On Wednesday (July 26), scientists announced yet another masterpiece taken by the James Webb Space Telescope. This time around, the machine has presented us with a mesmerizing scene of two actively forming young stars tucked into a pocket of space about 1,470 light-years away.
Produced with the scope's powerful infrared eyes, the image showcases a striking salmon-colored smear at its center. This represents the area where the stars, collectively named Herbig-Haro 46/47, are found. To be clear, because scientists captured everything you see here by harnessing the James Webb Space Telescope's (JWST) infrared sensors, this image would have originally been in black-and-white. Those fiery oranges, pale blues and textured pinks you see were added later to enhance the frame and make it easier to glean scientific information from it.
For instance, you'll see two conical regions of darkness on the glowing splotch’s left and right side. Imagine how the figure is actually in 3D – these structures represent shadows of a gassy, dusty disk floating within the rose-colored blob. This disk tightly surrounds the stellar duo, feeding the baby stars as they grow and mature, a process expected to culminate millions of years from the point the JWST has isolated.
Beyond those structures, NASA calls attention to the main event of the JWST's latest muse – two huge "lobes" peeking out on either side of the disk. The smaller right lobe falls closer to Earth while the larger left one sits further away.
These lobes are made up of stuff from the dusty disk the stars once ingested, then later spit out into the void of space. Such ejections are considered very important in the act of star formation. You can think of them like a fountain, the agency explains, rapidly switching on and off to form patterns in the pool of our universe. Once these young orbs finish their growth period, they'll ultimately clear the scene of its chaos.
In the background, it's impossible not to notice the dense symphony of stars and galaxies scattered across our universe. Some are old, some are new, some are big and others are small – but each one is equally profound to the realm we call home.
Almost like an artist’s signature, the JWST left its classic eight-pronged diffraction spikes all throughout the image (two of the spikes are tinier than the other six, running horizontally through the center). Photos produced by the Hubble Space Telescope, for instance, exhibit four-spiked stars. It really depends on how many mirrors a machine has – which is why they're called "diffraction spikes" – but when you see those eight, you’ll know it's a JWST image.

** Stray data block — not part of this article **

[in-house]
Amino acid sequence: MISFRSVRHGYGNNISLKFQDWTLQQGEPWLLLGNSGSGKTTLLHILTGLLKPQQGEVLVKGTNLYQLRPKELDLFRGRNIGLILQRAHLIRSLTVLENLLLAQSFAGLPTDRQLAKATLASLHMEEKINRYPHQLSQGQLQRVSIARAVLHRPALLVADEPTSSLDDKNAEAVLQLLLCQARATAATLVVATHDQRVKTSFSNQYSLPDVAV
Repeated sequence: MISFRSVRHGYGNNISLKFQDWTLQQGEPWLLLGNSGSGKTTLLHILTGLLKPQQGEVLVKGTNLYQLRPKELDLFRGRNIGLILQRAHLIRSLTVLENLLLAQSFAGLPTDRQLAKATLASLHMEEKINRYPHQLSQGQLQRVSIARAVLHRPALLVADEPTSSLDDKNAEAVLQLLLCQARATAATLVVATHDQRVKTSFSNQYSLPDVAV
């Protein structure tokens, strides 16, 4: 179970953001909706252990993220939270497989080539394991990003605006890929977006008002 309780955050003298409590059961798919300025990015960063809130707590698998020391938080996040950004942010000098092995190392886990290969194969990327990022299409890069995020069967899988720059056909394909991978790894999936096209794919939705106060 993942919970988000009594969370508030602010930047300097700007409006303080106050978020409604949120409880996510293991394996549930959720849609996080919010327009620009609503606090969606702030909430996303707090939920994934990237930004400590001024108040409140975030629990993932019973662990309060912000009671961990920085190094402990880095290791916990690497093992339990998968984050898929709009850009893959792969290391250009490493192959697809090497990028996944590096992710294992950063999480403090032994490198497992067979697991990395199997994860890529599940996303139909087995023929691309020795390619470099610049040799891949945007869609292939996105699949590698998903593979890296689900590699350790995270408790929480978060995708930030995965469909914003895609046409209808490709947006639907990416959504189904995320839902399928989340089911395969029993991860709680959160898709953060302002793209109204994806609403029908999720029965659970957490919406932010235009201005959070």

Using these features as a guide, there are a few intriguing goodies to zoom in on. If you lower your eyes to the central red diffraction spikes, you’ll catch Herbig-Haro 46/47's most recent ejections. These are shown as strings of blue that move outward until they turn into a light purple halo. Around this diffraction structure are curly, pale blue lines (toward the left) which NASA says are also associated with the stars' ejection patterns. Don’t worry, both are relatively difficult to see as they’re so close to the JWST's spiky penmanship.
Though what you most definitely cannot miss is the ethereal azure curtain shrouding that angry red blob in the middle.
This is another cosmic object known as a nebula, a massive cloud of dust and gas. The JWST is specifically built to filter past such hazes and allow us to peek into whatever lies within – in this case, Herbig-Haro 46/47. In fact, because of that JWST capability, this image marks the most detailed portrait of these stars to date. Thanks to the telescope's high-resolution near-infrared imager and the various exposures it's programmed to tap into, scientists broke past the nebular veil.
Further, the nebula is also why the stars' jets appear to be lit up, according to a press release put out by the JWST team. "As ejected material rams into the nebula on the lower left," the researchers explain, "it takes on wider shapes, because there is more opportunity for the jets to interact with molecules within the nebula."
And thus, the sparkling spectacle we’ve now been blessed with: A picture literally worth a thousand words.
It's so rich with information that even the wealth of image data discussed throughout this article doesn't quite cover the half of what astronomers will be able to learn from it in terms of how stars form.